The procedure used to functionalize the cantilevers (and tips) and substrates (Mica Muscovita) was adapted from a previously described method 16 . After the cantilevers and substrates were cleaned using Bioforce 240 nm Procleaner, UV PC.220, the functionalization process was initiated by the gaseous evaporation of 3-aminopropyltriethoxysilane (APTES) in the presence of triethylamine (volatile compounds), both commercial solutions (98.0% and 99.5%, respectively). After this procedure, the cantilevers and a mica substrate were coated with glutaraldehyde (1 × 10-3 M) to form self-assembled monolayers (SAMs) that terminated in strategic functional groups to promote the proper orientation of the active sites of the bioligand and enable its interaction with the target molecule. Then, each substrate was functionalized with one herbicide (imazaquin, metsulfuron-methyl, and atrazine) by the addition of 50 µL of an aqueous solution (1 × 10-3 M) of the herbicide. The functionalization of the tips with the biomolecules is described below. All reagents employed in the functionalization process, except for the biomolecules, were purchased from Sigma.

2.2.1. Enzymes

Recombinant acetolactate synthase (ALS) was kindly provided by Dr. Tsutomu Shimizu from the Life Science Research Institute, Shizuwoka, Japan. After functionalization with glutaraldehyde, approximately 30 µL of crude extract containing the ALS enzyme was coated on the two tips used to detect the herbicides imazaquin and metsulfuron-methyl.

2.2.2. Antibody

The anti-atrazine antibody (Lifespan Biosciences) was diluted approximately 1000- fold according to the manufacturer's suggested procedure. The antibody was diluted in a solution that contained 70% PBS, 3% BSA, and 30% glycerol (all from Sigma) and was subsequently stored at -20 ºC in small aliquots. The nanobiosensor used for atrazine detection was created by functionalizing a tip with 30 µL of the anti-atrazine antibody solution, following functionalization with glutaraldehyde.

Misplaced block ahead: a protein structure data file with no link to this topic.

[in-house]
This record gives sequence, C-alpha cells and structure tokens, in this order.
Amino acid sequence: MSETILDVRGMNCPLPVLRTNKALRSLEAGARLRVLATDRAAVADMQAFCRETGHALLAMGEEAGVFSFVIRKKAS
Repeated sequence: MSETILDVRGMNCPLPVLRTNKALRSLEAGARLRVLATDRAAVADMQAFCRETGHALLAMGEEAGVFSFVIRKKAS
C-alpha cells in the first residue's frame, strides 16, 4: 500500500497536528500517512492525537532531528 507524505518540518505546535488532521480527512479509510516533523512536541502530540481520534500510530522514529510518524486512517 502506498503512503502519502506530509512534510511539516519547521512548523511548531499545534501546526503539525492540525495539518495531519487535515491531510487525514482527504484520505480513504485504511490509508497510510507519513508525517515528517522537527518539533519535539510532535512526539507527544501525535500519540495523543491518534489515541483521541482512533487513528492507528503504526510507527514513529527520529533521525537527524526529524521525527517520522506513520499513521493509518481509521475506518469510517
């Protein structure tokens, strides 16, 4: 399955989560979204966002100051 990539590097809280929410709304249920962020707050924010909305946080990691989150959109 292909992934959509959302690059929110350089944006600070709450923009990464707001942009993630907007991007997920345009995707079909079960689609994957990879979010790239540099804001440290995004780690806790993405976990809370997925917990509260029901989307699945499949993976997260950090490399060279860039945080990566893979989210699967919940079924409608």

2.3. Molecular modeling

Computational molecular modeling of the AFM tip was performed using the GROMACS 5.4.5, APBS 1.4.0, MOPAC2009, Swiss-PdbViewer 4.0.1, Jmol 12.0.31, and VMD 1.9.1 software packages. Initially, a unit cell of silicon nitride was created and replicated using the software program VMD 1.9.1. Then, the APTES and glutaraldehyde molecules were added, and finally, the enzyme ALS was added based on data from the RCSB Protein Data Bank (RCSB PDB). A total of 111,616 particles were used in the system.


3. Results and Discussion

Using force curves, the adhesion force between two surfaces or molecules, or the force required to break the interaction between them, can be measured 17 . Studies were and are being developed by our research group using AFS to achieve the detection of herbicides such as metsulfuron-methyl, imazaquin, and atrazine through their interactions with biomolecules, such as enzymes and antibodies. Our studies indicate that detection is possible due to the presence of specific interactions between the nanobiosensors and the target herbicides.